Four weeks ago, we described how to make a linen shift using the directions in Robert Byfield’s Sectum: the Universal Directory in the Art of Cutting, published in 1825. This week, we return to the fashions of the 1820s for a look at embroidery.
While researching early 19th century shifts, I came across a linen shift in the collection of the Museum of Fine Arts in Boston very much like the one described in Sectum, except that it has bands of whitework embroidery and drawn thread work around the neckline and sleeves. Although the photographs on the MFA’s website are not detailed enough to copy an embroidery pattern, I thought the overall effect was quite pretty and that embroidery would be a relatively simple way to dress up an otherwise plain garment.
Whitework (embroidery executed with white thread on a white ground) can be found in many traditions around the world. During the eighteenth and nineteenth centuries, whitework produced in Scotland and Ireland, characterized by floral motifs worked with fine cotton thread, typically in satin stitch, stem stitch, and needlepoint in-filling, was some of the most widely consumed for apparel.
To find an embroidery pattern for my shift, I turned to The Repository of Arts, Literature, Commerce, Manufactures, Fashions and Politics (often shortened to Ackermann’s Repository). Rudolph Ackermann was a publisher and bookseller whose business, “The Repository of Arts”, functioned as a shop, gallery, circulating library, and social centre. Ackermann’s Repository was a monthly magazine published from 1809 to 1829 for ladies of leisure, with each issue containing short fiction, poems, music and theater reviews, informative articles, society gossip, and a description of the latest fashions in London and Paris. Each issue was accompanied by two fashion plates and, in most issues, another plate of patterns for needlework.
Interestingly, the needlework patterns in some issues are labelled “Muslin Pattern”. Unlike the cheap, hard-wearing cottons we call muslin today, when introduced into Europe in the 1600s, “muslin” denoted a soft, white, plain-weave cotton cloth produced in India where it was possible to manufacture particularly fine, delicate fabrics due to the constant, intense humidity which eased the stress of the spinning and weaving processes on the fibers. Although muslin was used for petticoats, aprons, and kerchiefs in the 17th century, its light, airy quality and soft drape was ideally suited to the classically-inspired dresses of the early 19th century. Although by the 1820s muslin’s dominance of fashionable dress had passed its peak, nearly every issue of Ackermann’s Repository makes at least some mention of the latest trends in muslin gowns.
In the April 1825 issue (the same year that Byfield’s Sectum was published), there is a needlework pattern that forms a band narrow enough to use as an edging around necklines and sleeves, and that seemed simple enough to be executed by a novice embroiderer.
The linen that I used for the shift was thin enough that when placed on top of a printout, it was possible to see the pattern through it, so I set about tracing the pattern around the neckline.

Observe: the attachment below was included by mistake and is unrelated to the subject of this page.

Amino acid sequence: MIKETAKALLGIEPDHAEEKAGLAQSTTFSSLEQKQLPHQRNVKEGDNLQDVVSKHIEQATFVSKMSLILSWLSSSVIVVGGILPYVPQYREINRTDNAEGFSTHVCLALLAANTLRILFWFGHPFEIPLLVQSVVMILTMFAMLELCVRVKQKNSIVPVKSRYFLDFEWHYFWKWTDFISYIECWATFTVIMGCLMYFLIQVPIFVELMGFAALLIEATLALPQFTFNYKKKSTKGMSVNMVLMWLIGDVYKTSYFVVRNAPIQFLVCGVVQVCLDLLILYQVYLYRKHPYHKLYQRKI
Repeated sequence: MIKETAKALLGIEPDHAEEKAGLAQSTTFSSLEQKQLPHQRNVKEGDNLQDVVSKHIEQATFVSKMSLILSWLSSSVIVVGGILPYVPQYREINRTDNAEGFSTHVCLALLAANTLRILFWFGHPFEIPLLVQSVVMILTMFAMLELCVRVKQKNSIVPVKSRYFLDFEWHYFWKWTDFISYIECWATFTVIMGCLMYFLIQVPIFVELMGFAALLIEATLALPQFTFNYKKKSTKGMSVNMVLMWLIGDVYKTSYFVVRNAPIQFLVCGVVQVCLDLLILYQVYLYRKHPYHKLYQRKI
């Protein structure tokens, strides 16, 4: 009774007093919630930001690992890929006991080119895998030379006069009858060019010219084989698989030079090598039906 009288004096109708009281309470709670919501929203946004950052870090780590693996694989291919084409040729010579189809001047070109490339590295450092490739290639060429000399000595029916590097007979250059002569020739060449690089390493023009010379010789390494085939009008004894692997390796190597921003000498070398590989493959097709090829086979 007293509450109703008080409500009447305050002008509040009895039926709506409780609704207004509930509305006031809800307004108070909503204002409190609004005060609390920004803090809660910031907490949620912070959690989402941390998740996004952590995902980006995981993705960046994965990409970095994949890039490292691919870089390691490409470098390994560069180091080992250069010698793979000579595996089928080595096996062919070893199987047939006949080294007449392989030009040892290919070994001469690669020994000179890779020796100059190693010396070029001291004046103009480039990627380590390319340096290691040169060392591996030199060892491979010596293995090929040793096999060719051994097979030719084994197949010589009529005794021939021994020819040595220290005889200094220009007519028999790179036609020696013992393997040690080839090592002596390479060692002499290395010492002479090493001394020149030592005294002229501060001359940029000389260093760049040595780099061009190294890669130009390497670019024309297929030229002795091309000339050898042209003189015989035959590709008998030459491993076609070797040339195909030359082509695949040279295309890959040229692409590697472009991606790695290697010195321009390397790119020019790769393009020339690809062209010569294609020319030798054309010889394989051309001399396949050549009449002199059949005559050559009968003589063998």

Although muslin embroidery would typically be done in fine thread, shifts have to be able to withstand frequent washing, so I used a sturdy size 30 crochet cotton for my embroidery. Not only was it conveniently already in my sewing basket, the heavier thread also stands out well from the surface of the fabric, which is important when embroidering in white on a white background.
No text accompanies the pattern to indicate which stitches should be used, but stem stitch and satin stitch were typical of whitework embroidery in the early 19th century, so I used stem stitch for the hearts and arches in the design, and satin stitch for the leaves. For guidance on how to make these stitches, I turned to another book from our collection, Embroidery, or The Craft of the Needle by W. G. Paulson Townsend (St Andrews copy at r TT770.T7).
As the embroidery textbook says, satin stitch “is apparently the most simple of stitches, but is really quite one of the hardest to do well; the edge must be so accurate, the stitches lie so evenly… that it taxes at first the patience of the worker.” The first few pattern repeats that I attempted came out very wobbly indeed.
Because of the thickness of the thread, the leaves turned out a bit chunkier than on the pattern. To prevent the design from becoming too crowded, I found it necessary to trace one less leaf in each pattern repeat. With practice, it became easier to make the stitches neatly, but even after finishing 19 pattern repeats, it still took me nearly an hour to finish each one. Although someone with more experience could almost certainly work more quickly, even a relatively simple project like this one represents a considerable investment of time and energy. Unfortunately, that means that as of my writing this, I’m unable to post a photo of the finished product, but here is the closest I have:
Although my stitching is quite chunky when compared with the whitework embroidery of the 18th century, I’m quite pleased with the overall effect and will enjoy continuing to work on it in the weeks to come.